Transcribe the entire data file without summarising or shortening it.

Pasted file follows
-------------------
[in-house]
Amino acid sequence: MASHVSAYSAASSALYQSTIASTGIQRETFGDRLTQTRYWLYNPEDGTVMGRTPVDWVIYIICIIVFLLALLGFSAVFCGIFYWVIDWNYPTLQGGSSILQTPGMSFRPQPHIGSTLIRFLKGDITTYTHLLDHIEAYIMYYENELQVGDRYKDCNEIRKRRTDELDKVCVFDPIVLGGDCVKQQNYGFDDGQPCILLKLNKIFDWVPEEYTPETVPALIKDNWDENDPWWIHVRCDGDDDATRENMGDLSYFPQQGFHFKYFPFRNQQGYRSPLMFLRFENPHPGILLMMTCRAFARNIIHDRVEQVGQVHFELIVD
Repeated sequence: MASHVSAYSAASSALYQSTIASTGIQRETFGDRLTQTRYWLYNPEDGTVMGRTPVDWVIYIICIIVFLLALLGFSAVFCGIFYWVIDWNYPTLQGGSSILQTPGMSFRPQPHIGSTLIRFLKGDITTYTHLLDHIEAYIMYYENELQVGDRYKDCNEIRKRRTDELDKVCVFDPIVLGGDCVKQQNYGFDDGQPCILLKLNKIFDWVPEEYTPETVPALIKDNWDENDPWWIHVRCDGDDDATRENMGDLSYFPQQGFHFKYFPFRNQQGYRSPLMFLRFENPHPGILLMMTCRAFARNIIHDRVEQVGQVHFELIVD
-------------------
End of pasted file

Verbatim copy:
[in-house]
Amino acid sequence: MASHVSAYSAASSALYQSTIASTGIQRETFGDRLTQTRYWLYNPEDGTVMGRTPVDWVIYIICIIVFLLALLGFSAVFCGIFYWVIDWNYPTLQGGSSILQTPGMSFRPQPHIGSTLIRFLKGDITTYTHLLDHIEAYIMYYENELQVGDRYKDCNEIRKRRTDELDKVCVFDPIVLGGDCVKQQNYGFDDGQPCILLKLNKIFDWVPEEYTPETVPALIKDNWDENDPWWIHVRCDGDDDATRENMGDLSYFPQQGFHFKYFPFRNQQGYRSPLMFLRFENPHPGILLMMTCRAFARNIIHDRVEQVGQVHFELIVD
Repeated sequence: MASHVSAYSAASSALYQSTIASTGIQRETFGDRLTQTRYWLYNPEDGTVMGRTPVDWVIYIICIIVFLLALLGFSAVFCGIFYWVIDWNYPTLQGGSSILQTPGMSFRPQPHIGSTLIRFLKGDITTYTHLLDHIEAYIMYYENELQVGDRYKDCNEIRKRRTDELDKVCVFDPIVLGGDCVKQQNYGFDDGQPCILLKLNKIFDWVPEEYTPETVPALIKDNWDENDPWWIHVRCDGDDDATRENMGDLSYFPQQGFHFKYFPFRNQQGYRSPLMFLRFENPHPGILLMMTCRAFARNIIHDRVEQVGQVHFELIVD